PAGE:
Ahead of a federal election, which now appears to be almost a certainty, it seems Canadians are so sick of COVID-19 they have turned their minds to other concerns.
Recent polling suggests the most pressing issue for most of us is “the economy.”
Of course, this is a perennial concern, but what does it really mean?
“The economy” is a massive, nebulous concept that encompasses pretty much every other top-of-mind issue. Because it is so complex, we tend to get caught up in statistical simplifications such as GDP, average household incomes, unemployment rates and the like.
As far as those things go, the economy can seem robust and the latest Conference Board of Canada projections are very optimistic about economic growth, but are Canadians really going to better off?
A post-pandemic election is going to feel a lot like the pre-pandemic election.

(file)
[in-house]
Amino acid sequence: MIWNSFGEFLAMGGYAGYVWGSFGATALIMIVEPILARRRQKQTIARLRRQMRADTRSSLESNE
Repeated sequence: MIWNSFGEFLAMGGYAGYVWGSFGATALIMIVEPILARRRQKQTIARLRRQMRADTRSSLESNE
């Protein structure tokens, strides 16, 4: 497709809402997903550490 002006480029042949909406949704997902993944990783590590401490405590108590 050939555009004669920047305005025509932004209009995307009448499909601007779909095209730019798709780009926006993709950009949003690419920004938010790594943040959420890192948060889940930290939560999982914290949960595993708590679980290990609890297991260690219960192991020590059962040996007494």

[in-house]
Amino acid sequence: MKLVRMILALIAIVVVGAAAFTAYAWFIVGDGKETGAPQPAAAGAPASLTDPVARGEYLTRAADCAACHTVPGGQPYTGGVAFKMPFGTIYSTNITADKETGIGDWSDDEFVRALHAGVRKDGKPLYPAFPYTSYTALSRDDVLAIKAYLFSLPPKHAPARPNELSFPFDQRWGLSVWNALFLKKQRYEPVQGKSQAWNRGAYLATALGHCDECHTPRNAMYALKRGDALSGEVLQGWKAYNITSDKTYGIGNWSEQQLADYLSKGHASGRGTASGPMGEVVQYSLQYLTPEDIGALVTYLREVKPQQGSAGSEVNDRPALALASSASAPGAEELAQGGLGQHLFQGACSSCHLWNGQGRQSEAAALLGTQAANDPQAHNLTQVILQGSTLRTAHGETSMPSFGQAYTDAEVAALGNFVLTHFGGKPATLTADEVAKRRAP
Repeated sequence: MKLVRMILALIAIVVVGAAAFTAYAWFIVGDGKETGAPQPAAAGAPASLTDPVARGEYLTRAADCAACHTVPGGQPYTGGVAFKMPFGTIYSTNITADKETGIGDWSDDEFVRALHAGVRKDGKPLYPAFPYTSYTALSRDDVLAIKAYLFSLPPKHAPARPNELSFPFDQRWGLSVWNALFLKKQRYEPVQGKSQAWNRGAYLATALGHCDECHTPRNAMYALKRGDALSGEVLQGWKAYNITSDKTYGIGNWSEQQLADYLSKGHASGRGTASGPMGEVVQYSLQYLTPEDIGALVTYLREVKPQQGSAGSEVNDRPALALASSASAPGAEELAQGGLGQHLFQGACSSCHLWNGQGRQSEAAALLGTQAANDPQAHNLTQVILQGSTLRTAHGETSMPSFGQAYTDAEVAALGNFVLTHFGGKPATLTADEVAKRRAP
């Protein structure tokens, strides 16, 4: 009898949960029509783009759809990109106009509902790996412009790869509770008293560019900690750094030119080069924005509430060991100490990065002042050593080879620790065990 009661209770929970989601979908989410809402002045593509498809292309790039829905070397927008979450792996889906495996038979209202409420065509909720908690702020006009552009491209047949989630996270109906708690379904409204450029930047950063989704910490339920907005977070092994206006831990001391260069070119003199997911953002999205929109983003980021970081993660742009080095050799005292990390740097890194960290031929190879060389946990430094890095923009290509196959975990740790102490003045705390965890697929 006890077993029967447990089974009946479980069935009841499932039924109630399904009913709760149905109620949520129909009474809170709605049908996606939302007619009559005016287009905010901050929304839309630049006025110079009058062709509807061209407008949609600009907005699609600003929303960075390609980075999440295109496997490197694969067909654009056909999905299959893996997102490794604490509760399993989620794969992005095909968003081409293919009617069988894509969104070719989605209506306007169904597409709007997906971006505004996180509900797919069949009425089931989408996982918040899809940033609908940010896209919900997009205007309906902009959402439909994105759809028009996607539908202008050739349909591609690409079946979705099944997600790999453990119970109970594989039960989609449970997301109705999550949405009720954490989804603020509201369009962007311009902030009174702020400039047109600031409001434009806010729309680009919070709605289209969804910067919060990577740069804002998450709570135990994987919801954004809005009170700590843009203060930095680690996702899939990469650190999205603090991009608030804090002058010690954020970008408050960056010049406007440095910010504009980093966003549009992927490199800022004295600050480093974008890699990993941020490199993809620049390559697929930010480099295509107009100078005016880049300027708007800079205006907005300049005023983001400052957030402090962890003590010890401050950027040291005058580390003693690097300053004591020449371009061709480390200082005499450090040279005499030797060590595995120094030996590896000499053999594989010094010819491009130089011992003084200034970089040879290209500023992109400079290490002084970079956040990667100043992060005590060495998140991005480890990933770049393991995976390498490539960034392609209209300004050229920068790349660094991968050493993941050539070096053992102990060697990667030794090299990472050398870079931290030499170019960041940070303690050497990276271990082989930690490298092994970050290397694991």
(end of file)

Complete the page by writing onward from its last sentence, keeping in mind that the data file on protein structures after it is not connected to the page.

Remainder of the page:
In 2019, “the economy” was also humming right along before COVID-19 struck. And yet, top of mind for voters were issues of cost of living, income inequality, housing affordability, childcare and healthcare.
Those issues are back and, in fact, have been exacerbated by the pandemic.
And now we are facing them with a $1 trillion debt due to $354 billion in COVID-related deficit spending, not to mention the Liberals’ pre-election call spending spree.
We are facing inflation while real wages for all but the wealthiest among us are stagnant at best and probably declining.
It’s worse for younger Canadians than it is for older Canadians.
It’s worse for racialized Canadians than it is for white Canadians.
It’s worse for women than it is for men.
It’s worse for low- and medium-income earners than it is for high-income earners.
The bottom line is an economy that doesn’t work for all of us doesn’t work at all.
The federal parties have a steep hill to climb to get us back on track.
As voters, it may be more important than ever that we hold them accountable this fall.